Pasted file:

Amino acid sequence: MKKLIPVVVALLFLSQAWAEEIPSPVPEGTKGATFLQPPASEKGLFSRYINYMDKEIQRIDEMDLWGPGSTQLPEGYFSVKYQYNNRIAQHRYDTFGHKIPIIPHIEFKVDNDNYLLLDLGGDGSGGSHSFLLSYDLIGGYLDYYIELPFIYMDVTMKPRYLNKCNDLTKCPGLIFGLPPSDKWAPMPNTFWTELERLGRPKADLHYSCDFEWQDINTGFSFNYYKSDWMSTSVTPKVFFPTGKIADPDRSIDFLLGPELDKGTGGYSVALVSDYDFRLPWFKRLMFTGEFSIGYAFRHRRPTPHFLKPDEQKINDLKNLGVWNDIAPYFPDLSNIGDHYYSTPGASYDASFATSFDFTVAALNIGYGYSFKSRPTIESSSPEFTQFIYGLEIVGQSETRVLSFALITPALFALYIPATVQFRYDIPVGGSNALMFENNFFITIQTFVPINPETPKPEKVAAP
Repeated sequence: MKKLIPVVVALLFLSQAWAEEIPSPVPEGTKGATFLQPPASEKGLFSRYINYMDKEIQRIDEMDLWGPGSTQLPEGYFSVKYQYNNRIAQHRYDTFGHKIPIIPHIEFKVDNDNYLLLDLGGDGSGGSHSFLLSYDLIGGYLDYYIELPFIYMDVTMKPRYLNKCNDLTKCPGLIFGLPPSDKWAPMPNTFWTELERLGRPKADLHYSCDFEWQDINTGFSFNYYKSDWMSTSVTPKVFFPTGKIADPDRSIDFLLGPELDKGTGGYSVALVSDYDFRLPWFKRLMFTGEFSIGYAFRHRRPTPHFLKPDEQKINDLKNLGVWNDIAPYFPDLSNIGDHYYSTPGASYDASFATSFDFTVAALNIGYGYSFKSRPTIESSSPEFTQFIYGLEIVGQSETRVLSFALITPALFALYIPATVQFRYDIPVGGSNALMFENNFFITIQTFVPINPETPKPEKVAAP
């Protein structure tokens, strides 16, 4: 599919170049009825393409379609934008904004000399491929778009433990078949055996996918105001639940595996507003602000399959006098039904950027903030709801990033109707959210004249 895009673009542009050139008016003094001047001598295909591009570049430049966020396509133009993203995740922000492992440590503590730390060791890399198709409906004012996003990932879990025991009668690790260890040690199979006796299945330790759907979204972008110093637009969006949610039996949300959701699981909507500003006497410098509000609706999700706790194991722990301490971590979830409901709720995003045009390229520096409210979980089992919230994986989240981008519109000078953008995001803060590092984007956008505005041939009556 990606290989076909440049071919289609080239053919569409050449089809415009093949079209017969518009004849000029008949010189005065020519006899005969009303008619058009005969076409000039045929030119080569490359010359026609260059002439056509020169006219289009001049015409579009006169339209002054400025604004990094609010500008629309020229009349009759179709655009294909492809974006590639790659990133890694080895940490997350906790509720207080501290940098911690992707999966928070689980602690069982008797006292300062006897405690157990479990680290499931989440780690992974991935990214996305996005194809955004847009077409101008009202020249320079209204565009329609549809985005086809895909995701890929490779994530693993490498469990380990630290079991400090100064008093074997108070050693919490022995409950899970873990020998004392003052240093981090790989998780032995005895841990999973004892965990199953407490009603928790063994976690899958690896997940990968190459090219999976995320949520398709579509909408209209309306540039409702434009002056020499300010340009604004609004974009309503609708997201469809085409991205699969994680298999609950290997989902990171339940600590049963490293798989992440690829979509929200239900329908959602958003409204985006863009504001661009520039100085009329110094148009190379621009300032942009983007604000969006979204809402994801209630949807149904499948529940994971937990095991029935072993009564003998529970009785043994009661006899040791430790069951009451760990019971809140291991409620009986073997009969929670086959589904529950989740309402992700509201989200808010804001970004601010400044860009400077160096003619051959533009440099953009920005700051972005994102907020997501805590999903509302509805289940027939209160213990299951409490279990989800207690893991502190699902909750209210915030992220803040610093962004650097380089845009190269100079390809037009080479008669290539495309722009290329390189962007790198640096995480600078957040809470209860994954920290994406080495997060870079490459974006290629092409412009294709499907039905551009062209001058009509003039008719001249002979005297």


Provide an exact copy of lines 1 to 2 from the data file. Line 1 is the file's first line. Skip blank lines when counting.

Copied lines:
Amino acid sequence: MKKLIPVVVALLFLSQAWAEEIPSPVPEGTKGATFLQPPASEKGLFSRYINYMDKEIQRIDEMDLWGPGSTQLPEGYFSVKYQYNNRIAQHRYDTFGHKIPIIPHIEFKVDNDNYLLLDLGGDGSGGSHSFLLSYDLIGGYLDYYIELPFIYMDVTMKPRYLNKCNDLTKCPGLIFGLPPSDKWAPMPNTFWTELERLGRPKADLHYSCDFEWQDINTGFSFNYYKSDWMSTSVTPKVFFPTGKIADPDRSIDFLLGPELDKGTGGYSVALVSDYDFRLPWFKRLMFTGEFSIGYAFRHRRPTPHFLKPDEQKINDLKNLGVWNDIAPYFPDLSNIGDHYYSTPGASYDASFATSFDFTVAALNIGYGYSFKSRPTIESSSPEFTQFIYGLEIVGQSETRVLSFALITPALFALYIPATVQFRYDIPVGGSNALMFENNFFITIQTFVPINPETPKPEKVAAP
Repeated sequence: MKKLIPVVVALLFLSQAWAEEIPSPVPEGTKGATFLQPPASEKGLFSRYINYMDKEIQRIDEMDLWGPGSTQLPEGYFSVKYQYNNRIAQHRYDTFGHKIPIIPHIEFKVDNDNYLLLDLGGDGSGGSHSFLLSYDLIGGYLDYYIELPFIYMDVTMKPRYLNKCNDLTKCPGLIFGLPPSDKWAPMPNTFWTELERLGRPKADLHYSCDFEWQDINTGFSFNYYKSDWMSTSVTPKVFFPTGKIADPDRSIDFLLGPELDKGTGGYSVALVSDYDFRLPWFKRLMFTGEFSIGYAFRHRRPTPHFLKPDEQKINDLKNLGVWNDIAPYFPDLSNIGDHYYSTPGASYDASFATSFDFTVAALNIGYGYSFKSRPTIESSSPEFTQFIYGLEIVGQSETRVLSFALITPALFALYIPATVQFRYDIPVGGSNALMFENNFFITIQTFVPINPETPKPEKVAAP